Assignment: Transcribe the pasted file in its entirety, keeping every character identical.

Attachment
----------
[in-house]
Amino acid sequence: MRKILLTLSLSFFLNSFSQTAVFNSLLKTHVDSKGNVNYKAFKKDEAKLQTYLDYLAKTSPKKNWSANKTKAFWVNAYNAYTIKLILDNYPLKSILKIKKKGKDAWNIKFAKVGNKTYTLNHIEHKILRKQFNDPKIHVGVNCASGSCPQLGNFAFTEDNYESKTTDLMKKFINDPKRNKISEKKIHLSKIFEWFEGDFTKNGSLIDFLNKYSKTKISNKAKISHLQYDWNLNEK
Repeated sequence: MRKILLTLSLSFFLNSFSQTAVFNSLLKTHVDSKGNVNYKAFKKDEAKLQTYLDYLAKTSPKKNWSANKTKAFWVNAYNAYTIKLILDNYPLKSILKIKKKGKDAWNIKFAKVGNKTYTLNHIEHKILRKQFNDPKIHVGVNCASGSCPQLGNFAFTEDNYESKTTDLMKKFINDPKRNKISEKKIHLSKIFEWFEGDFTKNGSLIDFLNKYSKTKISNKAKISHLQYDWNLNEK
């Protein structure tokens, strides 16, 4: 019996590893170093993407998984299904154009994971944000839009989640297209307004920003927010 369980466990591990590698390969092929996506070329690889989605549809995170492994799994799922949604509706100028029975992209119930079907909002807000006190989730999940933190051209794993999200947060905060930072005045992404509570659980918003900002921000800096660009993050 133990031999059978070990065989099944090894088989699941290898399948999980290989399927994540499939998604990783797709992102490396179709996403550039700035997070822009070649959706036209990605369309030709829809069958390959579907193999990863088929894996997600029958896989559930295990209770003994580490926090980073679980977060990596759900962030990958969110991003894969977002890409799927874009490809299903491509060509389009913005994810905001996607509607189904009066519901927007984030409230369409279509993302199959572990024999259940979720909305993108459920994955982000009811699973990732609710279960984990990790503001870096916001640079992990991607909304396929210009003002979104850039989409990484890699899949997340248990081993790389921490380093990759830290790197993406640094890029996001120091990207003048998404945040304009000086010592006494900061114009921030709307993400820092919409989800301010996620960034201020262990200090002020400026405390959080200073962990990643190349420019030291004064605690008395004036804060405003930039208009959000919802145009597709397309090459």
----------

[in-house]
Amino acid sequence: MRKILLTLSLSFFLNSFSQTAVFNSLLKTHVDSKGNVNYKAFKKDEAKLQTYLDYLAKTSPKKNWSANKTKAFWVNAYNAYTIKLILDNYPLKSILKIKKKGKDAWNIKFAKVGNKTYTLNHIEHKILRKQFNDPKIHVGVNCASGSCPQLGNFAFTEDNYESKTTDLMKKFINDPKRNKISEKKIHLSKIFEWFEGDFTKNGSLIDFLNKYSKTKISNKAKISHLQYDWNLNEK
Repeated sequence: MRKILLTLSLSFFLNSFSQTAVFNSLLKTHVDSKGNVNYKAFKKDEAKLQTYLDYLAKTSPKKNWSANKTKAFWVNAYNAYTIKLILDNYPLKSILKIKKKGKDAWNIKFAKVGNKTYTLNHIEHKILRKQFNDPKIHVGVNCASGSCPQLGNFAFTEDNYESKTTDLMKKFINDPKRNKISEKKIHLSKIFEWFEGDFTKNGSLIDFLNKYSKTKISNKAKISHLQYDWNLNEK
């Protein structure tokens, strides 16, 4: 019996590893170093993407998984299904154009994971944000839009989640297209307004920003927010 369980466990591990590698390969092929996506070329690889989605549809995170492994799994799922949604509706100028029975992209119930079907909002807000006190989730999940933190051209794993999200947060905060930072005045992404509570659980918003900002921000800096660009993050 133990031999059978070990065989099944090894088989699941290898399948999980290989399927994540499939998604990783797709992102490396179709996403550039700035997070822009070649959706036209990605369309030709829809069958390959579907193999990863088929894996997600029958896989559930295990209770003994580490926090980073679980977060990596759900962030990958969110991003894969977002890409799927874009490809299903491509060509389009913005994810905001996607509607189904009066519901927007984030409230369409279509993302199959572990024999259940979720909305993108459920994955982000009811699973990732609710279960984990990790503001870096916001640079992990991607909304396929210009003002979104850039989409990484890699899949997340248990081993790389921490380093990759830290790197993406640094890029996001120091990207003048998404945040304009000086010592006494900061114009921030709307993400820092919409989800301010996620960034201020262990200090002020400026405390959080200073962990990643190349420019030291004064605690008395004036804060405003930039208009959000919802145009597709397309090459």